Developing this strategy
We have consulted with carers with lived and living experience to ensure that in developing this strategy we have had meaningful engagement with those who know what it is like to devote a significant proportion of their time to caring for a loved one or friend. We have also engaged with carer organisations and a range of delivery partners to make sure that those who have responsibilities to support carers have also shaped this strategy.
Scottish Government policy works in a variety of ways to help protect carers' health and wellbeing and to sustain caring relationships. It is based on a human rights approach to supporting carers, in line with other government policies and legislation.
Our policies contribute to a number of outcomes from our National Performance Framework and these principles underpin the strategy.
Carers in Scotland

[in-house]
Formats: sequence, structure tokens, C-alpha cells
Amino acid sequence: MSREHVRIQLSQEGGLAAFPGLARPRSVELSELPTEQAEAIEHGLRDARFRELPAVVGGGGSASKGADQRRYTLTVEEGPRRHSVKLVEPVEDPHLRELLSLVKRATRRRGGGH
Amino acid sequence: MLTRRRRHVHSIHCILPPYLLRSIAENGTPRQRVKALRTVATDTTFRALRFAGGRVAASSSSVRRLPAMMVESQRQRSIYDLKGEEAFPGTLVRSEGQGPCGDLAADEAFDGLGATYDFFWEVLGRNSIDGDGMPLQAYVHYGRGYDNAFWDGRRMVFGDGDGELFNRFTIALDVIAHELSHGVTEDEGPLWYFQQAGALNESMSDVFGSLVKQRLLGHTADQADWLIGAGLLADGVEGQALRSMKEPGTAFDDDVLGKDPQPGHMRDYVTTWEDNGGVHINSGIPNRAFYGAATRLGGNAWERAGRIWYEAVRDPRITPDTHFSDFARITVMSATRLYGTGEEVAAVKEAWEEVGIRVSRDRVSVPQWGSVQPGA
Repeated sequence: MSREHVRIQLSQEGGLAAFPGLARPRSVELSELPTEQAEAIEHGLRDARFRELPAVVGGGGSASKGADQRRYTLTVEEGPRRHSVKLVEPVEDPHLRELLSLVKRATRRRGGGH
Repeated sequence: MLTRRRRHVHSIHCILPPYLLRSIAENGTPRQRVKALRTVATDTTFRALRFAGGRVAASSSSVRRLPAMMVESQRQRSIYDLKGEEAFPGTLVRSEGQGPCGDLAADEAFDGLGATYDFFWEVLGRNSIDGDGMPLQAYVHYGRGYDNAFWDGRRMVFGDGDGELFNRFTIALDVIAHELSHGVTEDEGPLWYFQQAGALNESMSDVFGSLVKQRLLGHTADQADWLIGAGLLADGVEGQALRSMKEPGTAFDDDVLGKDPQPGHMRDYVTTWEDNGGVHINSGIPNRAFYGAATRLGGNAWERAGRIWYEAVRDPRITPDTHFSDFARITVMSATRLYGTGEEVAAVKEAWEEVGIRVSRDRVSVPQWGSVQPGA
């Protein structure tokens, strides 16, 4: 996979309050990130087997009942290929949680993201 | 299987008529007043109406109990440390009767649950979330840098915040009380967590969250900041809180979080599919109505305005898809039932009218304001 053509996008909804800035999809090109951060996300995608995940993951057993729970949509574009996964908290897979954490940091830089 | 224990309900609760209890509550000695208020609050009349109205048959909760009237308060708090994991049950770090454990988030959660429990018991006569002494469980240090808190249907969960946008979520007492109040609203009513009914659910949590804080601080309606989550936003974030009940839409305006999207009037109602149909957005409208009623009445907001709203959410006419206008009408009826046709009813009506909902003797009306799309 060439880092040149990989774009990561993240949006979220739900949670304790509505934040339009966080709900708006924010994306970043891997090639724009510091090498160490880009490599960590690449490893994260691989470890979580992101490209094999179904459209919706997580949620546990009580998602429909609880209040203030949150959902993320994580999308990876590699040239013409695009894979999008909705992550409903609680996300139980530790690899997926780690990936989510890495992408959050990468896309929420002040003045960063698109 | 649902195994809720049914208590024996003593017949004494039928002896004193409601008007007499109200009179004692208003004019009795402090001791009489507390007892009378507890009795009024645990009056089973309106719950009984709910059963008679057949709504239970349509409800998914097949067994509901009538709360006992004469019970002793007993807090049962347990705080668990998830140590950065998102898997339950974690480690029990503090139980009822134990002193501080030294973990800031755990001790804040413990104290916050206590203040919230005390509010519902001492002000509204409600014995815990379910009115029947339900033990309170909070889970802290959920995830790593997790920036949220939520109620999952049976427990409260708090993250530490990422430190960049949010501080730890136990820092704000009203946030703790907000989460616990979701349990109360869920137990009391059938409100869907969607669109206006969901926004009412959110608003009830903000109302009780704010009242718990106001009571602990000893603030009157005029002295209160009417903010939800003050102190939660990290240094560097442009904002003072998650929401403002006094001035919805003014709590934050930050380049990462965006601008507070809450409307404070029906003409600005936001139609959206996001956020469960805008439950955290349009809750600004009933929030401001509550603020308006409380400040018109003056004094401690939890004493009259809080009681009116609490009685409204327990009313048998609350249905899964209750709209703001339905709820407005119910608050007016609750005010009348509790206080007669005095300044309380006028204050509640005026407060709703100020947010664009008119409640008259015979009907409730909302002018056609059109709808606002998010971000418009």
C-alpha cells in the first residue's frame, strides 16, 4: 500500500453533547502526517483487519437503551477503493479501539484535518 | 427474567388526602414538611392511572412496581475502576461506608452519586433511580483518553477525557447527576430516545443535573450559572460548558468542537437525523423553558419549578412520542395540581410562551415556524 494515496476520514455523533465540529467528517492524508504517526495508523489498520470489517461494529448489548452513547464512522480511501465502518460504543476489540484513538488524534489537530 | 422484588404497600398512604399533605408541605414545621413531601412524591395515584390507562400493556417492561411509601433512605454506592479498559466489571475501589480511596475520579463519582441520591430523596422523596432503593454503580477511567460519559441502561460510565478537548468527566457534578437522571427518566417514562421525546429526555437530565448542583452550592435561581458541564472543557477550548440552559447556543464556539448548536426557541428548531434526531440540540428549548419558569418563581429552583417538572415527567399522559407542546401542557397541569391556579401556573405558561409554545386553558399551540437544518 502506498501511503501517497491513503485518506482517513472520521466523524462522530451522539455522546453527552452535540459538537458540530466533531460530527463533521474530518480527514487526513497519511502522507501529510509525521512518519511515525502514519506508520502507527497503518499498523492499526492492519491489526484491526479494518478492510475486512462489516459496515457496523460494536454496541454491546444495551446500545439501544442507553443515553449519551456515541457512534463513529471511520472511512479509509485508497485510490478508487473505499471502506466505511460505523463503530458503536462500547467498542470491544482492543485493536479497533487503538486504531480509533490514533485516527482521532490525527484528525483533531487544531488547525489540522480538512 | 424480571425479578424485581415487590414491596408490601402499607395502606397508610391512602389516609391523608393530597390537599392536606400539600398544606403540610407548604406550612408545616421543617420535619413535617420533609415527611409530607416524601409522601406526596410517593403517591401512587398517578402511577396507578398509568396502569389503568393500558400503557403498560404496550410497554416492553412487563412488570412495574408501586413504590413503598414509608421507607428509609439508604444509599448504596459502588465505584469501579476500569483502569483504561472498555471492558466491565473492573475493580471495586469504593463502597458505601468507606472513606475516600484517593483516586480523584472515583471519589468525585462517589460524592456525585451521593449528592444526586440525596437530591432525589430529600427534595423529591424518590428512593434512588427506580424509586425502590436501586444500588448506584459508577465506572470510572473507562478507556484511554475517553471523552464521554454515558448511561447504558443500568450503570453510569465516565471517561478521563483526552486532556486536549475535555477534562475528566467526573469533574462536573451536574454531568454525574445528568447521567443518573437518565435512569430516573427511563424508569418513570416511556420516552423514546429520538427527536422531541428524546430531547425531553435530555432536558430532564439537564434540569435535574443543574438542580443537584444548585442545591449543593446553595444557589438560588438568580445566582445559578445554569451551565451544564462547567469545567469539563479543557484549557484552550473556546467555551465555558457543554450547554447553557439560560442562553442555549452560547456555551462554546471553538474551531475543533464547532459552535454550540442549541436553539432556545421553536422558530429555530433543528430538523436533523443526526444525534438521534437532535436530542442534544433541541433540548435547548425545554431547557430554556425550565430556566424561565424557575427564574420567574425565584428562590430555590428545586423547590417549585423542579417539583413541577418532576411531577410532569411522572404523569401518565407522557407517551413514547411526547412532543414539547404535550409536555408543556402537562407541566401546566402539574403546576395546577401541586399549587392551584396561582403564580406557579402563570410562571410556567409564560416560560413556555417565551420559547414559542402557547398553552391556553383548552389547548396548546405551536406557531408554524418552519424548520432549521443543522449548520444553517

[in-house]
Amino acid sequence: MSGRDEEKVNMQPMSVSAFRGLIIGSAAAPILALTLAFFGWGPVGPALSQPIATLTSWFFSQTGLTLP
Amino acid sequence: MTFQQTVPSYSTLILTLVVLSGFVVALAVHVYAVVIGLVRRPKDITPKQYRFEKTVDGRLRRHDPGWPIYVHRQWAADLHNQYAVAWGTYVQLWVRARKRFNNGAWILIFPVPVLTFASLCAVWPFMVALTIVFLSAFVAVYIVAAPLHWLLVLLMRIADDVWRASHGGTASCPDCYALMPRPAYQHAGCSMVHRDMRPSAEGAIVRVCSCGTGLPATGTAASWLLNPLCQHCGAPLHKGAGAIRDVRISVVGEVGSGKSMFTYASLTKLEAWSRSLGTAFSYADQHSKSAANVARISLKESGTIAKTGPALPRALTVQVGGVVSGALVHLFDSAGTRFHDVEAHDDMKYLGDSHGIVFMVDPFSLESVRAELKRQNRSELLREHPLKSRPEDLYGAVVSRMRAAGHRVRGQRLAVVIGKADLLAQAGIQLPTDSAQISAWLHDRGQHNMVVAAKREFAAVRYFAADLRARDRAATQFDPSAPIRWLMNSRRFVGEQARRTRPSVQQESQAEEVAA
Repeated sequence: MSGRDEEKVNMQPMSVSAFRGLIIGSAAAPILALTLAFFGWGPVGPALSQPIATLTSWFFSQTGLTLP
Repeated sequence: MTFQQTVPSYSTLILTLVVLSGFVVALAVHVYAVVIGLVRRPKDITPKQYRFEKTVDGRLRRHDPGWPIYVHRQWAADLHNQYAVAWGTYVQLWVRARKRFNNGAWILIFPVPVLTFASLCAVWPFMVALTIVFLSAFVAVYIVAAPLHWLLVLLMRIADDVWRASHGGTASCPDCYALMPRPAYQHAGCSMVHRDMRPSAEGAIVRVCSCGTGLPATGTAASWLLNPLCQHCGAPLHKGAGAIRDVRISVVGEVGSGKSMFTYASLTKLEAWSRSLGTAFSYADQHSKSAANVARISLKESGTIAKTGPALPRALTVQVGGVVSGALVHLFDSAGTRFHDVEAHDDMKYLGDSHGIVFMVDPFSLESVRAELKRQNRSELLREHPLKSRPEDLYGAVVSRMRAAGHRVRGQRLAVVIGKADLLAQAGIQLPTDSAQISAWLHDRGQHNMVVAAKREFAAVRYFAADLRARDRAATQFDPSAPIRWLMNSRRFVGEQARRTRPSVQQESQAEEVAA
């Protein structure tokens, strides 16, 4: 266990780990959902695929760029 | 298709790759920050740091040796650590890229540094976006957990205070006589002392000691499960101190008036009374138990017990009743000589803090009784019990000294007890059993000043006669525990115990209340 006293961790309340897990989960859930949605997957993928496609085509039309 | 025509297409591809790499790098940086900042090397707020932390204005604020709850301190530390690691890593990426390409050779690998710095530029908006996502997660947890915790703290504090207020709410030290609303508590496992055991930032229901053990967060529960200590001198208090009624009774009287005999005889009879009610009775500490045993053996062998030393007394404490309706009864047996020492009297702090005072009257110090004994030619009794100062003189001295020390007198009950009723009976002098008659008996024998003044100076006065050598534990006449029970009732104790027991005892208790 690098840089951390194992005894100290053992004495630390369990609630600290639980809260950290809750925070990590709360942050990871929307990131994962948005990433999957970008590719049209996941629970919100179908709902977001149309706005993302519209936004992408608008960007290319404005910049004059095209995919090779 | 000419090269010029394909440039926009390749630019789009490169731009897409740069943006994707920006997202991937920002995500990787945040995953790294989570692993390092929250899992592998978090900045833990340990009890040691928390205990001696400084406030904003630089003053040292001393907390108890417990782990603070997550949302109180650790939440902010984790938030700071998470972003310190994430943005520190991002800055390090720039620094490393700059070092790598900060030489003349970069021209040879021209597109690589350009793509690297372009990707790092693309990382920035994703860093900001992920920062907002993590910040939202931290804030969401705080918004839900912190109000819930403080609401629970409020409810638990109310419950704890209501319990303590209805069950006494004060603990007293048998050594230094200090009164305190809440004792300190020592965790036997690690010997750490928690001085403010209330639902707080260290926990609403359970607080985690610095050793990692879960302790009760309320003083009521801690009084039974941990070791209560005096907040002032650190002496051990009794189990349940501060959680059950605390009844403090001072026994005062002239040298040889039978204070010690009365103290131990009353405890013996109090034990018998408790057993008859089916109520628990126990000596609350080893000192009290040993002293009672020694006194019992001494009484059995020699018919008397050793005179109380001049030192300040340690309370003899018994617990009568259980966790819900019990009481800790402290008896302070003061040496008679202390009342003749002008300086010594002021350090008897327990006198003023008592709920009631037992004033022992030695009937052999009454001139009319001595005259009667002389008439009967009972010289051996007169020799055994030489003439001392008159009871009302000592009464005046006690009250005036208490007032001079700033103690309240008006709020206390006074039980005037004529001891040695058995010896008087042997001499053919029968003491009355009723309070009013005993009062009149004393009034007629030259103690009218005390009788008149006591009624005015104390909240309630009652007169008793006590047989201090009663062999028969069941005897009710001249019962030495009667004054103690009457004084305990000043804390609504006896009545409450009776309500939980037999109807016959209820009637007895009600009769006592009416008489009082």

Scotland's carers make a huge contribution to the people they care for and our communities. There are more people caring full time for relatives or friends than staff working in either the NHS or in social care. The actual number of carers is not known but it was estimated that there were 700,000 to 800,000 unpaid carers in Scotland before the COVID-19 pandemic.
Age and gender
Of the 696,000 carers in Scotland, 28,000 are under 18. Although people can become carers at any stage, they are most likely to be caring between the ages of 45-54. In this age group, over a quarter of all women and around a sixth of all men are carers.